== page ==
Utilities Market Knowhow!
As of the 11th May, Gas and Electricity Year Ahead Wholesale costs had increased significantly when compared to last month’s report.
We have seen a considerable increase in the price of Oil. Last month we reported $67 barrel, but is now $77. A number of factors are responsible for this, including, an increase in demand from Asia and the reduction in production from the Organisation of the Petroleum Exporting Countries (OPEC). However, the US decision to withdraw from the Joint Comprehensive Plan of Action (JCPOA) has added a degree of nervousness. There is the potential to restrict Oil exports from Iran and impact on wider industry investment, due to fears of US actions against companies that do not comply with the sanctions. This move has also increased tensions in the Middle East, further threatening supplies. More positive news has been the continued increase of US production.
Disruption to supplies from Australia and a high demand from India and South Korea, have pushed up Coal prices, making this an expensive form of generation, contributing just 2% in April, from 14% in March.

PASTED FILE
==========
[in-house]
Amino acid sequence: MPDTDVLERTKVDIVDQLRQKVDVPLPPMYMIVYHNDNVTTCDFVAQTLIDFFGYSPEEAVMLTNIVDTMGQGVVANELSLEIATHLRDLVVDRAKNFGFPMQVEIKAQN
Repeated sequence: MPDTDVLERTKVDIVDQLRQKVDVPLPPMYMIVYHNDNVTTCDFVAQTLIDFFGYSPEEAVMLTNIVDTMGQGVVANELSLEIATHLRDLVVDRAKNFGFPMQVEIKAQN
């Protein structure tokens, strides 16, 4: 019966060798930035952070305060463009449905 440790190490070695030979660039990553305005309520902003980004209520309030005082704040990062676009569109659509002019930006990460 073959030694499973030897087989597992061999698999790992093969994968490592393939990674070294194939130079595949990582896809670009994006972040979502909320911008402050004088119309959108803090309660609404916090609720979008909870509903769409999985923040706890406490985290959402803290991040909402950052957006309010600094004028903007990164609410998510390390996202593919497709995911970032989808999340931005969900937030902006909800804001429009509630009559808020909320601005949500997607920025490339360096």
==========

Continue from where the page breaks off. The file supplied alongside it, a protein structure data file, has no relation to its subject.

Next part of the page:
Due to contractual links, Gas prices have followed Oil higher. Storage levels are still low after the recent cold spells and disruptions to supplies. Warmer weather, the resumption of LNG deliveries and less demand for generation due to Renewable contributions, will hopefully ease prices over the next month.
As 45% of generation came from Gas in April, Electricity prices are also up. However, despite the modest Renewables in April, the National Grid have commented, that this summer, we may have surplus supplies of Electricity, due to periods of excessive Wind and Solar.
What does this mean for me…..
Warmer weather and more Renewables, should see a reduction in expensive Gas generation, lowering costs. Oil would appear to have already built in supply and demand concerns, the hope being the price will ease, also reducing some pressure on Gas, through contract links.
There is little evidence of considerable reductions in the short term, so these contracts should be reviewed now. For those further out in 2018, we would advise monitoring closely.
The impact of higher third-party costs is increasingly noticeable in Electricity contracts. These include Transportation, Distribution and government policy levies. It is estimated that the Wholesale element makes up just 42% of the Electricity bill and that is excluding the supplier margin, metering and VAT.
Should you require further information, contact your lpm Estates Manager.
Life Property Management work closely with utilities broker Indigo Swan, to bring the best energy rates to their clients. Indigo Swan’s Market Knowhow is a regular, comprehensive report on the position of the Utilities Market.
lpm Doing it the right way